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Researchers take cues from the past to ensure diversity in COVID-19 clinical trials

When the coronavirus pandemic hit last year, ravaging communities of color harder than any other, researchers knew they needed to find effective treatments and vaccines – and find them fast. Just as urgently, they needed to include people of color in the clinical trials that were testing those vaccines. These, after all, were the people being hospitalized and dying from the disease at rates up to three times higher than whites.

But getting people of color to sign up for those trials was not going to be an easy sell. Researchers were combatting misinformation not just about the virus, but also about what the trials involved. And community mistrust over historical injustices and exclusions from past research was not helping.

For some researchers, little of this struck them as new. Several landmark trials funded by the National Heart, Lung, and Blood Institute (NHLBI) to reduce the burden of high blood pressure – particularly in African Americans – faced similar challenges. But those trials were ultimately successful, and researchers say it’s because they used a variety of recruitment strategies that ensured not just more minority participants, but more women, too.

Take the Systolic Blood Pressure Intervention Trial (SPRINT), which evaluated the benefits of maintaining a new target for the top number in a blood pressure reading. Starting in 2010, the trial adopted a wide variety of recruitment activities that set a standard for current day trials.

Thomas Ramsey, Ph.D., an epidemiologist at the University of Alabama at Birmingham oversaw, managed, and tracked the recruitment activities of 19 clinical sites in one of the five clinical center networks in SPRINT. He said that mass mailings featured images of people from all segments of the population. The mailers targeted potential participants based on age, race, gender, and zip code, and those who were within a reasonable commute of one of the 102 medical centers and clinical practices across the United States and Puerto Rico that enrolled trial participants.

Volunteers soon began responding from all over, and that targeted outreach allowed the clinical centers to rapidly change their focus based on the enrollment needs of the trial. Meanwhile, other volunteers were responding because of referrals by SPRINT staff, healthcare providers, and friends.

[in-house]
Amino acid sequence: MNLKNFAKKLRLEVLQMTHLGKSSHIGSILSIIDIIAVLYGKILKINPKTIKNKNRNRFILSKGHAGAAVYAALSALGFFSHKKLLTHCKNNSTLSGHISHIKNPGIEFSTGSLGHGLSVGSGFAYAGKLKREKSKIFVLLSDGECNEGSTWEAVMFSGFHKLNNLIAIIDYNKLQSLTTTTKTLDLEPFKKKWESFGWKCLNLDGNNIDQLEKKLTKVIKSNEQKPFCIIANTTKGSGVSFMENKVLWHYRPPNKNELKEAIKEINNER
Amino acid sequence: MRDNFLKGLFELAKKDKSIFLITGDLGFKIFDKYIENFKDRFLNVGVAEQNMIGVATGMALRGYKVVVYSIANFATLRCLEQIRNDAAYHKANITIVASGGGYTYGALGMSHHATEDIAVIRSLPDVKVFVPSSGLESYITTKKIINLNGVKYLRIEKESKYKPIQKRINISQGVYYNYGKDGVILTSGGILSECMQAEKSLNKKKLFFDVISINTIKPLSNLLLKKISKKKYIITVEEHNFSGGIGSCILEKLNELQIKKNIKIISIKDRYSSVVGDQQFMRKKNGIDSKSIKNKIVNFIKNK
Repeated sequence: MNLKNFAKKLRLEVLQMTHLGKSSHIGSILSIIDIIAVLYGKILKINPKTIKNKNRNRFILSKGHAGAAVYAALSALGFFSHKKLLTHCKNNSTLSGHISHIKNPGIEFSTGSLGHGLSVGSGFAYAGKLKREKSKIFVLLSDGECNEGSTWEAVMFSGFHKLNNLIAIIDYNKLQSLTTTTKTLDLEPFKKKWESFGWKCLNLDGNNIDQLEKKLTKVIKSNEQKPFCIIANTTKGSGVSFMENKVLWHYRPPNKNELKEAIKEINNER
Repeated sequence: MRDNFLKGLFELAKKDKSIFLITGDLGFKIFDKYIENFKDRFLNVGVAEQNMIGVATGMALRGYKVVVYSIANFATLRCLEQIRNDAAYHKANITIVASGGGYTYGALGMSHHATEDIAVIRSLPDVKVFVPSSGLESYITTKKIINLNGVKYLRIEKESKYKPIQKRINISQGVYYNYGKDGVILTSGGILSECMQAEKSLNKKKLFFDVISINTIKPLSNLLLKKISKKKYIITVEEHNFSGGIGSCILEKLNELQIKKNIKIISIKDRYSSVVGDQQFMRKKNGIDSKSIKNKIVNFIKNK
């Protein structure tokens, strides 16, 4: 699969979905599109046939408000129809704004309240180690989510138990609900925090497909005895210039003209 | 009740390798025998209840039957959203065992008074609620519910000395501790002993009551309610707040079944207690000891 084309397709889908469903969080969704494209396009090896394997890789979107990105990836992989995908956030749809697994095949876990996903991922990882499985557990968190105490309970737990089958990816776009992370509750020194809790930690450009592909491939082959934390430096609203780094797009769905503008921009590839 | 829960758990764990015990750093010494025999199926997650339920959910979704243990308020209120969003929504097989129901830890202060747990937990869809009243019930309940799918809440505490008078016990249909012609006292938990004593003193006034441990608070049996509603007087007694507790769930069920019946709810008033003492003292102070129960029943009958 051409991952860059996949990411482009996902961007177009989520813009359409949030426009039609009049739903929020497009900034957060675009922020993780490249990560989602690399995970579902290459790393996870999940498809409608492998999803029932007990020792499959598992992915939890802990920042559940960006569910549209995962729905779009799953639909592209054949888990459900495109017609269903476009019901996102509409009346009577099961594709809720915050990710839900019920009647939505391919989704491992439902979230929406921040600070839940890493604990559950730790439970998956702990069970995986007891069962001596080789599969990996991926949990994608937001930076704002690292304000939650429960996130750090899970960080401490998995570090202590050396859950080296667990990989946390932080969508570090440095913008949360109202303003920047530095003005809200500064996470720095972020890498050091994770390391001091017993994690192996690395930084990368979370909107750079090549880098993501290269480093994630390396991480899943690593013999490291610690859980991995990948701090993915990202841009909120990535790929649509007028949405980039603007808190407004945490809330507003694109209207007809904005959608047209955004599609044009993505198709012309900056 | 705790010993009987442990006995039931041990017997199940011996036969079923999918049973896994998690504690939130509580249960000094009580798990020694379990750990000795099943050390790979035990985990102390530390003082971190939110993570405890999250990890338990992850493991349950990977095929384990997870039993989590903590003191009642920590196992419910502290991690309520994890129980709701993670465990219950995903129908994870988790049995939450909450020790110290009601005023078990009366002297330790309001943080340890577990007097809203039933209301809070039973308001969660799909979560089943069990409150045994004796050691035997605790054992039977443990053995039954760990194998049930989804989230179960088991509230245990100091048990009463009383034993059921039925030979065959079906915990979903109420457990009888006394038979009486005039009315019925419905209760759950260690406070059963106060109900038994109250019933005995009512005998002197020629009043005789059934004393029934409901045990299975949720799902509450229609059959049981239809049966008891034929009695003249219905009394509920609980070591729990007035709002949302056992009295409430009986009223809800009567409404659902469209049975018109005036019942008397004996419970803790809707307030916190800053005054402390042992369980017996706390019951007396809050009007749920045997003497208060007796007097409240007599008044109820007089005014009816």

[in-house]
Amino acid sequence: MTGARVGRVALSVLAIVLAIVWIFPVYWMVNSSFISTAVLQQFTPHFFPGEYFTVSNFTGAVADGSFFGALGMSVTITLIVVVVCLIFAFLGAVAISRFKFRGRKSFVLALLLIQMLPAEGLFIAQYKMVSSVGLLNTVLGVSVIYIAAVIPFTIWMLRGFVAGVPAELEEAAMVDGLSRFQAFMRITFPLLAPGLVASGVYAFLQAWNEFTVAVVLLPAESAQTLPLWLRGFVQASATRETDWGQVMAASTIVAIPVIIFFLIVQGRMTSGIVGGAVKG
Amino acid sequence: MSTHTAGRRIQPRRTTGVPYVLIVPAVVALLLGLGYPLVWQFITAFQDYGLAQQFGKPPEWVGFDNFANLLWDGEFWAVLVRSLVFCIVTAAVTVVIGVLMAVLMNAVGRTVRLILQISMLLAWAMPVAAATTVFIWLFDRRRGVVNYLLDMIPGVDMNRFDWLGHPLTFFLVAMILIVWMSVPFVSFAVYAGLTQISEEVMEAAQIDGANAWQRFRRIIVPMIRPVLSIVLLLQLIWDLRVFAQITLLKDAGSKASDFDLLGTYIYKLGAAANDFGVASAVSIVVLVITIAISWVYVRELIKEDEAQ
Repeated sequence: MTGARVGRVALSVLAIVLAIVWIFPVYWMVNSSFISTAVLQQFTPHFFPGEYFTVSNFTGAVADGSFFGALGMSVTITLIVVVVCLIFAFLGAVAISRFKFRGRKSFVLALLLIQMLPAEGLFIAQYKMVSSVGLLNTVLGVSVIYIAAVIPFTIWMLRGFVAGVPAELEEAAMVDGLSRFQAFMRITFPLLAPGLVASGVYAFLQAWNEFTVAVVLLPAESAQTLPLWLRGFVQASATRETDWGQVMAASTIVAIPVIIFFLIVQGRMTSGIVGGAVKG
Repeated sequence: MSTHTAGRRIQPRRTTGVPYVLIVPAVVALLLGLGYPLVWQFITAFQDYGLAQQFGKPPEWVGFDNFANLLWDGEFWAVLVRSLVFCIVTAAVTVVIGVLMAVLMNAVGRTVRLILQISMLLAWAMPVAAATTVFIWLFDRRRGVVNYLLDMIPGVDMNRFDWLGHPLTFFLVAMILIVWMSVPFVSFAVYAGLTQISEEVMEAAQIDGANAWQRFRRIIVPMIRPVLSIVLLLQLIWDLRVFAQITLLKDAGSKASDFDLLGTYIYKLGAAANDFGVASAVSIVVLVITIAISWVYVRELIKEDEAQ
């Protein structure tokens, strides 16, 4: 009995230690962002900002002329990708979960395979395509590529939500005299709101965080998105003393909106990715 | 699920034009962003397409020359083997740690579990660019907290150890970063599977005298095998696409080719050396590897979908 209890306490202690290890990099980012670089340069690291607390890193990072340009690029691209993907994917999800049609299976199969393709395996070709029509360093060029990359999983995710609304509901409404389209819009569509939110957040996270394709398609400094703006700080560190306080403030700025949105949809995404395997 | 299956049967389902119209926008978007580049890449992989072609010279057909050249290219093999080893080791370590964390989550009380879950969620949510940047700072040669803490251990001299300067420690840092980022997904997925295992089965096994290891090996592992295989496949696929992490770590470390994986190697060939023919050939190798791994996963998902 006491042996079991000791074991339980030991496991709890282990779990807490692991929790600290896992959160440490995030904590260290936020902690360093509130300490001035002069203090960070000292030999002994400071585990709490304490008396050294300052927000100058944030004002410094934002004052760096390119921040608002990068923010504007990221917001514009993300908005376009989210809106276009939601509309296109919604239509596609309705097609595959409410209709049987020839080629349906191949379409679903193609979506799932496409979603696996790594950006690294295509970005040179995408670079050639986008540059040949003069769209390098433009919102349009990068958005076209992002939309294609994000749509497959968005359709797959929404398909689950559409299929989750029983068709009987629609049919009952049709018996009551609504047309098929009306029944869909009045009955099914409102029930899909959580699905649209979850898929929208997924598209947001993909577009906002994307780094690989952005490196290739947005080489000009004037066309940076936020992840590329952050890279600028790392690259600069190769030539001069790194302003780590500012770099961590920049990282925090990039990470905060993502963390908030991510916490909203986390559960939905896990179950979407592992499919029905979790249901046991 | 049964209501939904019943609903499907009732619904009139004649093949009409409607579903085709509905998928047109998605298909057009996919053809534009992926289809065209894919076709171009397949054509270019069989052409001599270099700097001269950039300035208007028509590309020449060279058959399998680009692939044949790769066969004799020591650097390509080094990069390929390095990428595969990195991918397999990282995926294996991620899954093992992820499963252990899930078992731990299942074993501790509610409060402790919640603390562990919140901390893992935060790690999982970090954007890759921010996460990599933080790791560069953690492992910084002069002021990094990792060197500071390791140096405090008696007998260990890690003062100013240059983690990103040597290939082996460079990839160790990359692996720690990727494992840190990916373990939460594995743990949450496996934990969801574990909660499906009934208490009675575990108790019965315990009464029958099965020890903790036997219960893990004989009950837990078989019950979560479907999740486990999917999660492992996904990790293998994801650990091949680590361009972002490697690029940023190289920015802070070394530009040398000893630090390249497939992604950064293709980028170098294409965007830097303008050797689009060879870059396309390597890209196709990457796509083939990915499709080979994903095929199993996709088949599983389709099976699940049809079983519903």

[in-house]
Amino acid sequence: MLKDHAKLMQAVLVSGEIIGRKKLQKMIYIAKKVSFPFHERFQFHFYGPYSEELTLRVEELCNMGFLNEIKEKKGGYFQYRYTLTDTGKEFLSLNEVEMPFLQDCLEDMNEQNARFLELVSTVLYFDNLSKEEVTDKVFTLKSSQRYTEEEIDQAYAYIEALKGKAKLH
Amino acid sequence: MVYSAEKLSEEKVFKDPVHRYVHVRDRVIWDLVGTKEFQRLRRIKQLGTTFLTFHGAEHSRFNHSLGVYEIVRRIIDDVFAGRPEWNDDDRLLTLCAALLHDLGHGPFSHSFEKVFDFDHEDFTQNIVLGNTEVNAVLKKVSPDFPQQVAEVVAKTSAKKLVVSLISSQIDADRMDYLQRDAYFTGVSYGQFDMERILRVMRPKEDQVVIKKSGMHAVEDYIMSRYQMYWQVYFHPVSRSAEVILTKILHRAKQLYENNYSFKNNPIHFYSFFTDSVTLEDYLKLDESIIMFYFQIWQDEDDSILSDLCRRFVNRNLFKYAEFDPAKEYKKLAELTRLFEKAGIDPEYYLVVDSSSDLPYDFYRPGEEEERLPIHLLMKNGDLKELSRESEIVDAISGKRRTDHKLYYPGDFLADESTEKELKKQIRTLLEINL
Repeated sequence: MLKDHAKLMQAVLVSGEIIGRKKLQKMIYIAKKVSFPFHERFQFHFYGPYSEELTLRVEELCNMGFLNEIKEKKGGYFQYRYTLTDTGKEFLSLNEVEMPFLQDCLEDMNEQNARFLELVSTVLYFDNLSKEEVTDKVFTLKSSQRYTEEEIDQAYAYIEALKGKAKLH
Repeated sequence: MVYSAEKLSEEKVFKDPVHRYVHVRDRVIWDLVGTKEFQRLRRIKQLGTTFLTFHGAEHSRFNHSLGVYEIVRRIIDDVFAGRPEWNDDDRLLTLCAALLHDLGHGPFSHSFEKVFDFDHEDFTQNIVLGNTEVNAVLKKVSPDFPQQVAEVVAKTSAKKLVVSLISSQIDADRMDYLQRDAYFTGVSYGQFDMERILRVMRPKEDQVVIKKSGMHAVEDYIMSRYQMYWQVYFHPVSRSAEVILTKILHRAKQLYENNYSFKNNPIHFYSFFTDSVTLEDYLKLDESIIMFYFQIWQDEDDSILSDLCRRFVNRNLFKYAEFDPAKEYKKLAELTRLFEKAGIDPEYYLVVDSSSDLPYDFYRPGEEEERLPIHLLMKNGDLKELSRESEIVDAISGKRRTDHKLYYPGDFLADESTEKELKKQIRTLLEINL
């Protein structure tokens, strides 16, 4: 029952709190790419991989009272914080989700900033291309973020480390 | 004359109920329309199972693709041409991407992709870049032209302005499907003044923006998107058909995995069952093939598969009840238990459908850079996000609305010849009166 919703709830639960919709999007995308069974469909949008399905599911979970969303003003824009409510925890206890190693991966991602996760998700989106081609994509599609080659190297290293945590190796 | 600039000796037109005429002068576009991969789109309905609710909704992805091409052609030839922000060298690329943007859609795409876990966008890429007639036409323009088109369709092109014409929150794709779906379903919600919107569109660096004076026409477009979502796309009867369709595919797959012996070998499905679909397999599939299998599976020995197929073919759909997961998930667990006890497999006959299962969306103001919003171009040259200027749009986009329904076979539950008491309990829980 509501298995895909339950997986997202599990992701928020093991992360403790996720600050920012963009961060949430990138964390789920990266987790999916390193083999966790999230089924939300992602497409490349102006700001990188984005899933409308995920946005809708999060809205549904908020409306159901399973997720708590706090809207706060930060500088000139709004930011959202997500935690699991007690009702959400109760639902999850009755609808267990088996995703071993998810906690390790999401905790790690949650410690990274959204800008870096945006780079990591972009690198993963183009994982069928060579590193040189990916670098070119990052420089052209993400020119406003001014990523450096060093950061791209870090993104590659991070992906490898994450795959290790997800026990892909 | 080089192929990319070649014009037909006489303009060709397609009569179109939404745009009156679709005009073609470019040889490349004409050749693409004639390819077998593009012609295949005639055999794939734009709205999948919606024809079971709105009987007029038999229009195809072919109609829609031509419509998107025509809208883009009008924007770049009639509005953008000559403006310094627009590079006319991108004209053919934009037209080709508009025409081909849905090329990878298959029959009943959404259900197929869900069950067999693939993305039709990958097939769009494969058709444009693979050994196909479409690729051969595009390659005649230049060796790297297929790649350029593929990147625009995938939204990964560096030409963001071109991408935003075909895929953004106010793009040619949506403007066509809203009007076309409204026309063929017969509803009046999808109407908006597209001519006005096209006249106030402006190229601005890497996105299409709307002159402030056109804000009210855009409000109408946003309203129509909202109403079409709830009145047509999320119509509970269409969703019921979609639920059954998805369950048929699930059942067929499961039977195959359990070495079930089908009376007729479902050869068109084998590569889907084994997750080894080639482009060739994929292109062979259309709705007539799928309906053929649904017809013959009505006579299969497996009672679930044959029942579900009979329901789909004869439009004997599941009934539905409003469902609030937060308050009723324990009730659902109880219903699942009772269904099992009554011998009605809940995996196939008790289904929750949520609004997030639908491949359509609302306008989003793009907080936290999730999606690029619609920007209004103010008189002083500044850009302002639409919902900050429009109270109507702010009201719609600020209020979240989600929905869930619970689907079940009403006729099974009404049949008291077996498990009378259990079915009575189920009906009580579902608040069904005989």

“When volunteers had questions about the trial, they could call the local participating clinical site and speak with nurses and physicians, many of whom were African American or Puerto Rican,” Ramsey said. “Some participants were regular patients of a clinical site and already knew the medical staff.”

By 2013, the recruitment efforts had paid off. SPRINT had screened nearly 15,000 volunteers – a third as a result of the mailings, half because of referrals – and was able to enroll more than the 9,250 adult participants it needed for the trial. Participants were all aged 50 and older and at risk for cardiovascular disease. More than one-third were women and nearly half were minorities.

In the end, SPRINT provided a major contribution to hypertension research. It showed that achieving the lower blood pressure goal of 120 mm Hg, instead of 140 mm Hg, reduced the rate of cardiovascular events by about 25% and the overall risk of death by 27%. The results were so positive – and conclusive – that NIH stopped the SPRINT trial early, after a little over three years of follow-up, and disseminated the findings.

SPRINT built on prior large, landmark hypertension trials, such as the Systolic Hypertension in the Elderly Program (SHEP), which started in 1984 and randomized 4,736 people. Of the participants, 663 were African American and 2,700 were women.

The Antihypertensive and Lipid-Lowering Treatment to Prevent Heart Attack Trial (ALLHAT) was the first to enroll enough Black and Latino participants to effectively compare the impact of blood pressure lowering medications in preventing cardiovascular events in those populations.